Wednesday, 29 December 2010

Seeing the Changes 338

With the fading of the snows in Loughor, male Winter moth (Operophtera brumata) came to the light.

Wednesday, 22 December 2010

Birder's Bonus 88

Little grebes (Tachybaptus ruficollis) were dabchicking in the Loughor estuary.

Tuesday, 21 December 2010

Winter Visitors

In Loughor, had a Red fox (Vulpes vulpes) roaming the garden at 2am. You can see the marks made by its brush along with its tracks in the snow. Also lots of evidence in the snow of bird visitors and a male Great spotted woodpecker (Dendrocopos major) frequented the feeder.

Monday, 20 December 2010

Birder's Bonus 87

Lots of activity in the Loughor berry trees with Redwing (Turdus iliacus) and Blackbird (Turdus merula) both scoffing.

Sunday, 19 December 2010

Seeing the Changes 337

In spite of the prevailing cold and snow the Grey squirrel (Sciurus carolinensis) were foraging. The Goat willow (Salix caprea) catkins in Loughor were even peeping through.

Saturday, 18 December 2010

Birder's Bonus 86

On the mudflats by the river Loughor, there were Redshank (Tringa totanus) and Dunlin (Calidris alpina). Lots of birds were feeding in the Loughor snow including Long-tailed tits (Aegithalos caudatus), Brambling (Fringilla montifringilla) and Redwing (Turdus iliacus).

Seeing the Changes 336

The feral Gower ponies could be seen in the mist and snow across the River Loughor.

Tuesday, 14 December 2010

Birder's Bonus 85

On the River Loughor at Penclacwydd, spotted a Curlew (Numenius arquata) wading on mud flats.

Sunday, 12 December 2010

Birder's Bonus 84

The temporary thaw in Loughor resulted in bath time for the Starlings (Sternus vulgaris).

Saturday, 11 December 2010

Flutterby!

 I very much like butterflies but I have to wonder whether the decline of some species in Europe (blamed on the effects of changing agricultural practices leading to fewer flower-filled meadows) needs to be reversed by going back to older production techniques  (http://www.guardian.co.uk/environment/2010/dec/09/grassland-butterflies-decline-europe ).  Presumably, the now threatened species were not so common before meadows were created and extended by human activities. It would seem better to uncouple the link between agriculture and the encouragement of these attractive species (very clearly a 'human' choice).

Friday, 10 December 2010

Birder's Bonus 83

At Penclacwydd, evidence that a bird of prey has dined out!

A Star Turn?

The story that materials extracted from the slime surrounding Scottish starfish may prove to be of medical importance seems just a bit premature (http://www.bbc.co.uk/news/science-environment-11931039). The starfish produce their 'goo' to prevent their surfaces being colonised by other species that surround them in their sea environment. In deed, the agents are described as being more effective than Teflon. The people involved in these studies suggest that these chemicals may give rise to drugs benefiting asthma, hay fever and arthritis patients. One could even suggest that drugs preventing materials sticking to the inside of blood vessels may result. What about chemicals preventing the build up of plaque on teeth? These materials are, however, a long way from generation (if they result at all). I seem to remember that claims about the plethora of potential agents to be extracted from marine organisms were made more than 30 years ago. There have been a few successes but these are very few and far between.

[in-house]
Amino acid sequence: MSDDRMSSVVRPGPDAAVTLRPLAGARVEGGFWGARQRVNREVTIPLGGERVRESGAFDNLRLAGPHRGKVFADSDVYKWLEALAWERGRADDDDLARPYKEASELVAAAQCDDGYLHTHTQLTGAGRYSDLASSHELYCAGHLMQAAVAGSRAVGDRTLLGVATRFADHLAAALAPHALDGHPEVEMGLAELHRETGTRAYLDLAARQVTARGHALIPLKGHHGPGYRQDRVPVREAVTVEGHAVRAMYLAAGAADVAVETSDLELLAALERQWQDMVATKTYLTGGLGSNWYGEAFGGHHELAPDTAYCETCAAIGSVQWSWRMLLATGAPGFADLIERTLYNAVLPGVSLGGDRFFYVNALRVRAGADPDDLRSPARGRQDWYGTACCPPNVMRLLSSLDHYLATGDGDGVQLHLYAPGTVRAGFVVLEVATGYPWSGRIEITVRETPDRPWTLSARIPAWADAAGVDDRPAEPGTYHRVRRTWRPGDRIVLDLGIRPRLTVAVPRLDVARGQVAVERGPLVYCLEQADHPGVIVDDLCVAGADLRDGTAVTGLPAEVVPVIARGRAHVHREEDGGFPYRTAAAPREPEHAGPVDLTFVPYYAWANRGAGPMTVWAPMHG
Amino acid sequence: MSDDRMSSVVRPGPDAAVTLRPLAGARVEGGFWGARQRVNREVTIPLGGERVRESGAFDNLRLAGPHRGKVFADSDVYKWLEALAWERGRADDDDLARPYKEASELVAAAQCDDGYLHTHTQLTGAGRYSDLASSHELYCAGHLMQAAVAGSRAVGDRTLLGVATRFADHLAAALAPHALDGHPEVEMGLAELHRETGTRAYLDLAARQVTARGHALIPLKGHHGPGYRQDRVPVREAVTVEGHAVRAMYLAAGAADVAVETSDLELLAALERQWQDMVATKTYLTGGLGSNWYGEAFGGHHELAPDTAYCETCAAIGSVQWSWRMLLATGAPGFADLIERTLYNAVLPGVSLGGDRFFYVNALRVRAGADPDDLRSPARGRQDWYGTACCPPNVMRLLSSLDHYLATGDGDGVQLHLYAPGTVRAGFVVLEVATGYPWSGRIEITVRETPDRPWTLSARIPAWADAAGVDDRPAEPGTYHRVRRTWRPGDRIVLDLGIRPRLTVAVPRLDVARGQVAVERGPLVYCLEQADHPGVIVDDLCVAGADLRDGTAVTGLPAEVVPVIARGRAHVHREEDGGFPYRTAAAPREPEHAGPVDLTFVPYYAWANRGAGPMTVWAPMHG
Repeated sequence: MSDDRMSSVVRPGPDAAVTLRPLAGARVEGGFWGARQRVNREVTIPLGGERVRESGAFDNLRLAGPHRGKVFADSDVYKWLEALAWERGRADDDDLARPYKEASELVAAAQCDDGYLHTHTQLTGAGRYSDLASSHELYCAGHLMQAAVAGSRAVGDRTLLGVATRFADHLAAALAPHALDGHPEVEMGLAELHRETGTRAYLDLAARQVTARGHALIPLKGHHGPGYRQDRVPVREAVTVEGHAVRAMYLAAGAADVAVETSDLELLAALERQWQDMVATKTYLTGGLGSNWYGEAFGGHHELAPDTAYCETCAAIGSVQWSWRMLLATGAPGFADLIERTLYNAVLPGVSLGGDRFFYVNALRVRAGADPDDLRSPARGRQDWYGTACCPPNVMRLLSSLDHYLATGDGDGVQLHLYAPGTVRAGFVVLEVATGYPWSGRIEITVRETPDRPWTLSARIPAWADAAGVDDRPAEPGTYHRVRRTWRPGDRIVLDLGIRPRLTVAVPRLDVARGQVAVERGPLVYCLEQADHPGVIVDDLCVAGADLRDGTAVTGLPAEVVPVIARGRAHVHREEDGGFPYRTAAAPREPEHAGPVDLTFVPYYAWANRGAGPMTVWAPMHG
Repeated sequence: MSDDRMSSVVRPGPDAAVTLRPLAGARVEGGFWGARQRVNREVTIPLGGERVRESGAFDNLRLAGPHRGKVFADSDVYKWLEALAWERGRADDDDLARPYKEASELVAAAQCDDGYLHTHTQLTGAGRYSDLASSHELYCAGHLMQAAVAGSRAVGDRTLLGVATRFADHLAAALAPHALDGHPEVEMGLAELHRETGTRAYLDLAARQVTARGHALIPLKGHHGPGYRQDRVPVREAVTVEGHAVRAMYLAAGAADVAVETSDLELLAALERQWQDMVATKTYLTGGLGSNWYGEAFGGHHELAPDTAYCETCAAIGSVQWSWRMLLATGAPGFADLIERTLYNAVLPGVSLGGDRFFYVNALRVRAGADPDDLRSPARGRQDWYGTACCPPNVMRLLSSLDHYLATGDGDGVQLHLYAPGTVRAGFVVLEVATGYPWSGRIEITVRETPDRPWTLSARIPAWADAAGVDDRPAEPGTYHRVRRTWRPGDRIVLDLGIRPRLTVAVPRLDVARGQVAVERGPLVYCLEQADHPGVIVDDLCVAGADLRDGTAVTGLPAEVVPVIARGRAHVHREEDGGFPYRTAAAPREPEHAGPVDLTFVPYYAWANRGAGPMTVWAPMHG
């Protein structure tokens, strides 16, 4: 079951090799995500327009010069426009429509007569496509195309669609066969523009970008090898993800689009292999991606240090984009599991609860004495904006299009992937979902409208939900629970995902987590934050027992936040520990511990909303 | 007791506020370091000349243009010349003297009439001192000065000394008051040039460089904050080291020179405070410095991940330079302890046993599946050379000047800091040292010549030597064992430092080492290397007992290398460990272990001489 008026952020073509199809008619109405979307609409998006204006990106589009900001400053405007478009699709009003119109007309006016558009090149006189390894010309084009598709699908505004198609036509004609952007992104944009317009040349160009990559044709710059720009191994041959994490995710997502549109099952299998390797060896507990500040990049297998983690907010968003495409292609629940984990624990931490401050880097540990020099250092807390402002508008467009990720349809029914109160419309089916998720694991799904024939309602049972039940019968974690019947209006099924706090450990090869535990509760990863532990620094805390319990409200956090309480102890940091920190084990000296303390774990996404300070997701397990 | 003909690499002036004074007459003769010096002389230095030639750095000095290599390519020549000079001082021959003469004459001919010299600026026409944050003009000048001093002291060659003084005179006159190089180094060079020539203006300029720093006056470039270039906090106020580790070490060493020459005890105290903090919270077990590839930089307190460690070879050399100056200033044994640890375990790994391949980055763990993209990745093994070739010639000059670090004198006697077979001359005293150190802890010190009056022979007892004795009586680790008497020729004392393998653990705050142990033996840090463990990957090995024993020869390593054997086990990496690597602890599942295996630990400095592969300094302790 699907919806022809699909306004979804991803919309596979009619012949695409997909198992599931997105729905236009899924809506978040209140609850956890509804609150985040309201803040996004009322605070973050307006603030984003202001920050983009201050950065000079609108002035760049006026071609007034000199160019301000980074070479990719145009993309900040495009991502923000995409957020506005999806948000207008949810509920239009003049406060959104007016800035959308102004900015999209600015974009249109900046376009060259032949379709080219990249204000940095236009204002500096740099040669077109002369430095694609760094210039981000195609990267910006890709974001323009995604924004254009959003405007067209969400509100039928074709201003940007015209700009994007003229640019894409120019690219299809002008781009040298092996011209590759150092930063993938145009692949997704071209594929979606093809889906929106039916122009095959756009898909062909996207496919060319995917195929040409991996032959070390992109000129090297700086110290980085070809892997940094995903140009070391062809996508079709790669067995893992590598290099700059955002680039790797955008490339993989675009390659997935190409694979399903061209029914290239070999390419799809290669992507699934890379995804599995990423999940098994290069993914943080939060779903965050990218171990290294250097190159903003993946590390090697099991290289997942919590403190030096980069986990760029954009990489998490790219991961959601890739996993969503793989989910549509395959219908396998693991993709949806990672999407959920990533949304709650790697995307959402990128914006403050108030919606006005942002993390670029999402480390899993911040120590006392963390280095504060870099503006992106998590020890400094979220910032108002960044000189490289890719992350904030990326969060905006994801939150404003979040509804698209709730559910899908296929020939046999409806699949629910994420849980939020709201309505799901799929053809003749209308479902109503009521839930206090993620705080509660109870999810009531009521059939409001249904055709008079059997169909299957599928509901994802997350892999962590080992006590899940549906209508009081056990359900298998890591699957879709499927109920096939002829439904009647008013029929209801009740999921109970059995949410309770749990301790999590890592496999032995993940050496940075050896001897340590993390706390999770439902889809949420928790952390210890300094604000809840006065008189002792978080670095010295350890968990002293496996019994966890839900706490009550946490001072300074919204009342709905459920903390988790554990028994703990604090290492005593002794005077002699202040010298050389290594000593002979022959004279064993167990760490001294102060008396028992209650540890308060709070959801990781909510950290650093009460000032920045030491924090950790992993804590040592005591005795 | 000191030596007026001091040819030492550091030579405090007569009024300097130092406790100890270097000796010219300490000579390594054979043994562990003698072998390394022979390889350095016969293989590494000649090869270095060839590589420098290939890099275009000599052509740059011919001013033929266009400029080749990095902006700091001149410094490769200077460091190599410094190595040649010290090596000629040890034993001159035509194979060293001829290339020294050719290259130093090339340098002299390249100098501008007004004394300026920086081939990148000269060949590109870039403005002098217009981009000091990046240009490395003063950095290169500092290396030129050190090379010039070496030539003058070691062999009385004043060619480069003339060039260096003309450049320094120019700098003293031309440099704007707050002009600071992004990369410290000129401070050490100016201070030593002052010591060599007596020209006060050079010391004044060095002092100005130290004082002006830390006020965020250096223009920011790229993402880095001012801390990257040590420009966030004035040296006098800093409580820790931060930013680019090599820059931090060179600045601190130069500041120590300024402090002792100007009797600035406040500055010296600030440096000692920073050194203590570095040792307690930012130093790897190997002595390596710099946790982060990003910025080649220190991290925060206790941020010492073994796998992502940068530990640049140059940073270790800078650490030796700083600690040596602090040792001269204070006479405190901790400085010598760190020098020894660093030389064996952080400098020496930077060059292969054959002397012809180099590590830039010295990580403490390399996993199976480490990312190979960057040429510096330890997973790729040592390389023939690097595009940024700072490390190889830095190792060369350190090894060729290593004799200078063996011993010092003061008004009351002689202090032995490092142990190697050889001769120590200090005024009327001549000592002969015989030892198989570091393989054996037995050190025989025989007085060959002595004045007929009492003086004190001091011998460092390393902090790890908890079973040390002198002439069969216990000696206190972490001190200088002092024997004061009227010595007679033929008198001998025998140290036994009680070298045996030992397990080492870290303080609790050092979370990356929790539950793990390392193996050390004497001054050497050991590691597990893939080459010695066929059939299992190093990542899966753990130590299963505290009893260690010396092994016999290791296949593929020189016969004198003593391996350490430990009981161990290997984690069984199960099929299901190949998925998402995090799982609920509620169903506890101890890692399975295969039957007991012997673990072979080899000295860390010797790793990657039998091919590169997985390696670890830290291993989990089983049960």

Wednesday, 8 December 2010

Birder's Bonus 82

A Lapwing (Vanellus vanellus) has taken to foraging amongst the molehills beside the Llanelli bypass.

Saturday, 4 December 2010

Birder's Bonus 81

The cold spell must be playing havoc with birds. On the estate in Loughor, saw a Grey heron (Ardea cinerea) perched on a garden fence!

Friday, 3 December 2010

Birder's Bonus 80

After feeling left out ot it, we finally got a sprinking of snow on the Gower-Carmarthenshire border. This seemed to stimulate many birds. At Loughor Bridge, a Buzzard (Buteo buteo) was being mobbed by 2 Carrion crows. There and all along the estuary, there was lots of Cormorant (Phalacrocorax carbo) activity. At Bynea, I noted the footmarks of a skating Moorhen (Gallinula chloropus). At Penclacwydd, Lapwing (Vanellus vanellus) fed in the fields and a Song thrush (Turdus philomelos) looked for snails to break on the cycle path.

A Song Unheard?

There is a somewhat odd finding that highly toxic Pumpkin toadlets from Brazil apparently cannot hear their own mating calls ( https://w...